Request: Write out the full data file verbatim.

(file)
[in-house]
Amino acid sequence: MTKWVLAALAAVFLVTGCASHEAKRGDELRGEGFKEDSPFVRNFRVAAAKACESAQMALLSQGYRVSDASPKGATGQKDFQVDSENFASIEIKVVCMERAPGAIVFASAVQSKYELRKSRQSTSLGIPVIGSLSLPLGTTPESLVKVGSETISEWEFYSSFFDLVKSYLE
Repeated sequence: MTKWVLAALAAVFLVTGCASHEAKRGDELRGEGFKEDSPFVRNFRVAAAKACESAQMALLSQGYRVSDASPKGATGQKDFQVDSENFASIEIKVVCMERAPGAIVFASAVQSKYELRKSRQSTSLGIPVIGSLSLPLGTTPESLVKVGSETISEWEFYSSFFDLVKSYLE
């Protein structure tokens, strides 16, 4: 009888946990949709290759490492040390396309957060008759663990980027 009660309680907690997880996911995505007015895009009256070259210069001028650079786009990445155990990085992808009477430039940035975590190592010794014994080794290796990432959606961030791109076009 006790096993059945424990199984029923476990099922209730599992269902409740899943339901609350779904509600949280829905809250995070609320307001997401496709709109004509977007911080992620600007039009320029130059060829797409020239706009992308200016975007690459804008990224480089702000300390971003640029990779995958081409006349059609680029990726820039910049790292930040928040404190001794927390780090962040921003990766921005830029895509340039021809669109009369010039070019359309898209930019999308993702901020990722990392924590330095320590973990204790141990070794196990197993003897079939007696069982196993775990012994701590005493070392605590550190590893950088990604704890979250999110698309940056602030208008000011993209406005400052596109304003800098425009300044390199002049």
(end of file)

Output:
[in-house]
Amino acid sequence: MTKWVLAALAAVFLVTGCASHEAKRGDELRGEGFKEDSPFVRNFRVAAAKACESAQMALLSQGYRVSDASPKGATGQKDFQVDSENFASIEIKVVCMERAPGAIVFASAVQSKYELRKSRQSTSLGIPVIGSLSLPLGTTPESLVKVGSETISEWEFYSSFFDLVKSYLE
Repeated sequence: MTKWVLAALAAVFLVTGCASHEAKRGDELRGEGFKEDSPFVRNFRVAAAKACESAQMALLSQGYRVSDASPKGATGQKDFQVDSENFASIEIKVVCMERAPGAIVFASAVQSKYELRKSRQSTSLGIPVIGSLSLPLGTTPESLVKVGSETISEWEFYSSFFDLVKSYLE
């Protein structure tokens, strides 16, 4: 009888946990949709290759490492040390396309957060008759663990980027 009660309680907690997880996911995505007015895009009256070259210069001028650079786009990445155990990085992808009477430039940035975590190592010794014994080794290796990432959606961030791109076009 006790096993059945424990199984029923476990099922209730599992269902409740899943339901609350779904509600949280829905809250995070609320307001997401496709709109004509977007911080992620600007039009320029130059060829797409020239706009992308200016975007690459804008990224480089702000300390971003640029990779995958081409006349059609680029990726820039910049790292930040928040404190001794927390780090962040921003990766921005830029895509340039021809669109009369010039070019359309898209930019999308993702901020990722990392924590330095320590973990204790141990070794196990197993003897079939007696069982196993775990012994701590005493070392605590550190590893950088990604704890979250999110698309940056602030208008000011993209406005400052596109304003800098425009300044390199002049």